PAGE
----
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I'm building a miniature city with the basic minimum looks of a city (roads,buildings,trees etc) where u can move around. I know that rendering the whole model set in each frame doesn't work...

So can anyone give me an insight on the standard (but easiest) procedure used in selectively rendering only the visible parts of the system? I mean, just displaying only the visible stuff (with respect to the camera position) and not rendering the unseen part.. Im using VC++ and GLUT API.

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There are many ways of doing this. Frustrum culling (only draw what's in the view port), occlusion culling (only draw stuff not totally obscured) to name but two. There's also partial rendering techniques were you start drawing and then stop when you hit the threshold time for this frame. –  ChrisF Nov 2 '11 at 17:09
    
Thank u @christian.. I'l check out those.. Does OpenGl provide predefined functions to aid any of these methods? or are we supposed to implement the algorithms from scratch? –  itsraining Nov 2 '11 at 17:32
    
It's been a little while since I was active in 3D graphics, so I'm not completely up to date, but it's largely up to you to decide what to send down the pipeline. –  ChrisF Nov 2 '11 at 17:36
    
okay.. . . . . . . . –  itsraining Nov 2 '11 at 17:48
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@itsraining Such high-level scene mamagement facilities are not the scope of OpenGL. But actually OpenGL performs frustum culling (rather called view volume clipping there) after the vertex processing stage. This is the reason why only the vertex stage (T&L, or vertex shader) profits from frustum culling and neither the rasterization nor fragment stage (textureing or fragment shader). But of course also the CPU-side profits from lesser draw calls. And OpenGL also supports occlusion queries, which are rather low-level but can be used to implement occlusion culling techniques. –  Christian Rau Nov 2 '11 at 18:13

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up vote 3 down vote accepted

Maybe this Wikipedia article provides a very basic introduction to the field of culling techniques.

A good starting point and one of the easiest techniques is view frustum culling. With this method you check for each object in your scene if it is inside the viewing volume (viewing frustum). This basically amounts to checking for some simplified bounding volume of the geometry (like a box or a sphere, that completely contain the geometry) if it lies inside the viewing frustum, defined by six planes.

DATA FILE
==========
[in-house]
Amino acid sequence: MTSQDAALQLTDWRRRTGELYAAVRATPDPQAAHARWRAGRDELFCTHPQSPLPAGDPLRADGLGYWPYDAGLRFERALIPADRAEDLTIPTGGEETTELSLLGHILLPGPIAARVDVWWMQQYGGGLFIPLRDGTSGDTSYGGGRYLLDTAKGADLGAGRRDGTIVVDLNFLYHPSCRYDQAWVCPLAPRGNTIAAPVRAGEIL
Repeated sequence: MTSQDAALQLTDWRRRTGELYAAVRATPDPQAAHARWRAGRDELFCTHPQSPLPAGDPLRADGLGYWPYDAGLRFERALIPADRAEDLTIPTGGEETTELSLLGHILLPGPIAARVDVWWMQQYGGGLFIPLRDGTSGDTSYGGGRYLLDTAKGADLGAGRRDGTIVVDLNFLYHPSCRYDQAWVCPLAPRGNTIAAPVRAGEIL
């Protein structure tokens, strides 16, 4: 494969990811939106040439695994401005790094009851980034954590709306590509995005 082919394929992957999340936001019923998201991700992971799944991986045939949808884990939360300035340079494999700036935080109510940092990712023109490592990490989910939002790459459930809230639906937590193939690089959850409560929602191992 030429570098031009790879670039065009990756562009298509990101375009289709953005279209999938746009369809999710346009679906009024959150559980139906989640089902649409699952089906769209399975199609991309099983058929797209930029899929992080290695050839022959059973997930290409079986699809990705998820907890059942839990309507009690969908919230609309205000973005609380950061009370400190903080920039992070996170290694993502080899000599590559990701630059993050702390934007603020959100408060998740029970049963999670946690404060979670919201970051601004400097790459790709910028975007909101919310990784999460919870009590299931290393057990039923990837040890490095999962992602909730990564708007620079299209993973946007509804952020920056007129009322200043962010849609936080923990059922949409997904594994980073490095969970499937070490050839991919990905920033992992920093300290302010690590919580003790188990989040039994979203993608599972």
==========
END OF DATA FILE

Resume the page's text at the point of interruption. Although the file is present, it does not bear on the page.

This can further be optimized by grouping objects by their position and create a so-called bounding volume hierarchy, this way you e.g. first check if a whole city block is inside the viewing volume (by using a bounding volume that contains the whole block) and only if it is, you further check the individual houses.

A more complicated technique is occlusion culling, which means checking if an object is completely hidden behind another object. Because these techniques can get substantially more complicated it should (if done) actually be done after the view frustum culling. OpenGL has hardware occlusion queries that can aid you in determining if an object is actually visible, but they require some additional work to work well. Especially for cities there may be special two-dimensional occlusion culling techniques (long time ago I heard about that, don't know).

This is just a very broad overview, feel free to google for individual keywords. It is always a good idea to carefully weight if the additional CPU-overhead is worth it (especially with complicated occlusion culling techniques), considering that nowadays the trend is to batch as many geometry as possible into a single draw call (by the way, I hope you don't use immediate mode glBegin/glEnd, otherwise changing this to vertex arrays or better VBOs is the first point on your agenda). But view frustum culling might be a nice and easy starting point, especially if the city gets rather large.

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Google "binary space partition trees".

BSP trees are a good means of determining what should be rendered from the camera's view angle and position. The old-school first-person shooters, i.e. Quake et al, used them (or at least some derivation of the principle).

Here is a good FAQ.

Other good resources: link link

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The classic BSP tree that partitions polygons is a complete no-go on nowaday's "try to batch as most as possible into a single draw-call"-optimized graphics hardware. And doesn't let the file ending ".bsp" fool you that it has anything to do with BSP-trees (maybe in the very farthest sense). These files should rather end with ".pvs", if you want. –  Christian Rau Nov 2 '11 at 21:46
    
Thank u guys for helping out and providing the links.. i think i'll go with frustum culling for now.. n maybe occlusion culling if i can handle the stuff..:) –  itsraining Nov 3 '11 at 11:08

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